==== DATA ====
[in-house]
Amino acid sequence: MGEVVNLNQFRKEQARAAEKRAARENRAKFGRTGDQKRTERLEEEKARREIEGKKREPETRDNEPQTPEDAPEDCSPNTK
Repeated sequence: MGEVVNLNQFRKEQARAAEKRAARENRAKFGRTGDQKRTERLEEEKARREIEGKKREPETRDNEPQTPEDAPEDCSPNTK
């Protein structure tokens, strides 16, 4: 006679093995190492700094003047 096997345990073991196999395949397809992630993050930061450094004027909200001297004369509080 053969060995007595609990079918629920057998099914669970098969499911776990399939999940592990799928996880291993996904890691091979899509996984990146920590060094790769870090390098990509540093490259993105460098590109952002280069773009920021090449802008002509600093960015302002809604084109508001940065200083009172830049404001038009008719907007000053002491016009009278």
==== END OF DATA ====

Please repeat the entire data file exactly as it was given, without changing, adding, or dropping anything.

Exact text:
[in-house]
Amino acid sequence: MGEVVNLNQFRKEQARAAEKRAARENRAKFGRTGDQKRTERLEEEKARREIEGKKREPETRDNEPQTPEDAPEDCSPNTK
Repeated sequence: MGEVVNLNQFRKEQARAAEKRAARENRAKFGRTGDQKRTERLEEEKARREIEGKKREPETRDNEPQTPEDAPEDCSPNTK
């Protein structure tokens, strides 16, 4: 006679093995190492700094003047 096997345990073991196999395949397809992630993050930061450094004027909200001297004369509080 053969060995007595609990079918629920057998099914669970098969499911776990399939999940592990799928996880291993996904890691091979899509996984990146920590060094790769870090390098990509540093490259993105460098590109952002280069773009920021090449802008002509600093960015302002809604084109508001940065200083009172830049404001038009008719907007000053002491016009009278």